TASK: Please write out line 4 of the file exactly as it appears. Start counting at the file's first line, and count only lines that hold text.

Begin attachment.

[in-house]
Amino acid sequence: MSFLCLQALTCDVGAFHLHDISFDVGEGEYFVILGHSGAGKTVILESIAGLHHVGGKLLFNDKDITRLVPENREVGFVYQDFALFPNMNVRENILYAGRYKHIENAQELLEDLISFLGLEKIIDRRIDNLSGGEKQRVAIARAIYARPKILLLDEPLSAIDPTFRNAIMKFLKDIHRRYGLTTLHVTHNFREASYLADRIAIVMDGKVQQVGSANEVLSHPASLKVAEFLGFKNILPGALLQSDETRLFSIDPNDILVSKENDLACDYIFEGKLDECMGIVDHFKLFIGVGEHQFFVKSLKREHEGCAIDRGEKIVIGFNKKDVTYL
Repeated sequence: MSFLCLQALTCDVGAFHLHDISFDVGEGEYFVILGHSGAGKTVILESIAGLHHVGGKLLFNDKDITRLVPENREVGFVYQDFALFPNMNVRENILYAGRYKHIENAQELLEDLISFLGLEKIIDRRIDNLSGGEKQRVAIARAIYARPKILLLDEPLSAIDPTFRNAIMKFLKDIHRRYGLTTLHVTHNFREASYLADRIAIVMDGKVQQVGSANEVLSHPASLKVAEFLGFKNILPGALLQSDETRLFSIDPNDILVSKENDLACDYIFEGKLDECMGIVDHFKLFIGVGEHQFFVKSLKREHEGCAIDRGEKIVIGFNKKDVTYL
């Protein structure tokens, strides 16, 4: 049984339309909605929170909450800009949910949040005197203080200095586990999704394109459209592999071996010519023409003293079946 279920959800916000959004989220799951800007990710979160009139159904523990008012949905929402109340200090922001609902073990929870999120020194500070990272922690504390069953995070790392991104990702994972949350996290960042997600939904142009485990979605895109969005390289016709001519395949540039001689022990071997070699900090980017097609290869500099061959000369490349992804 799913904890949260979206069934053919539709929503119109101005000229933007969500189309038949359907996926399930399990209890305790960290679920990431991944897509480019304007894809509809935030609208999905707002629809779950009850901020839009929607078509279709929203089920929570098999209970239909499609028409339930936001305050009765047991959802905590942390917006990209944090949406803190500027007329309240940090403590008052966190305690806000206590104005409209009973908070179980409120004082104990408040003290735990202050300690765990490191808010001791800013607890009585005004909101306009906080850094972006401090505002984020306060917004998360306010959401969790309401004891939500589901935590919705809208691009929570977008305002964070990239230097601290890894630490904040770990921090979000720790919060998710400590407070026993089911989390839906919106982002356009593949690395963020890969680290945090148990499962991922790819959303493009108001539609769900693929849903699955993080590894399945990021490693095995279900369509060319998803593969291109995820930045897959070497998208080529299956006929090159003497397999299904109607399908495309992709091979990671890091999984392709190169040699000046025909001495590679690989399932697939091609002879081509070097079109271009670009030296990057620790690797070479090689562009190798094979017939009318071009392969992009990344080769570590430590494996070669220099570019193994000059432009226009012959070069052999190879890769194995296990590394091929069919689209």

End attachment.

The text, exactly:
């Protein structure tokens, strides 16, 4: 049984339309909605929170909450800009949910949040005197203080200095586990999704394109459209592999071996010519023409003293079946 279920959800916000959004989220799951800007990710979160009139159904523990008012949905929402109340200090922001609902073990929870999120020194500070990272922690504390069953995070790392991104990702994972949350996290960042997600939904142009485990979605895109969005390289016709001519395949540039001689022990071997070699900090980017097609290869500099061959000369490349992804 799913904890949260979206069934053919539709929503119109101005000229933007969500189309038949359907996926399930399990209890305790960290679920990431991944897509480019304007894809509809935030609208999905707002629809779950009850901020839009929607078509279709929203089920929570098999209970239909499609028409339930936001305050009765047991959802905590942390917006990209944090949406803190500027007329309240940090403590008052966190305690806000206590104005409209009973908070179980409120004082104990408040003290735990202050300690765990490191808010001791800013607890009585005004909101306009906080850094972006401090505002984020306060917004998360306010959401969790309401004891939500589901935590919705809208691009929570977008305002964070990239230097601290890894630490904040770990921090979000720790919060998710400590407070026993089911989390839906919106982002356009593949690395963020890969680290945090148990499962991922790819959303493009108001539609769900693929849903699955993080590894399945990021490693095995279900369509060319998803593969291109995820930045897959070497998208080529299956006929090159003497397999299904109607399908495309992709091979990671890091999984392709190169040699000046025909001495590679690989399932697939091609002879081509070097079109271009670009030296990057620790690797070479090689562009190798094979017939009318071009392969992009990344080769570590430590494996070669220099570019193994000059432009226009012959070069052999190879890769194995296990590394091929069919689209």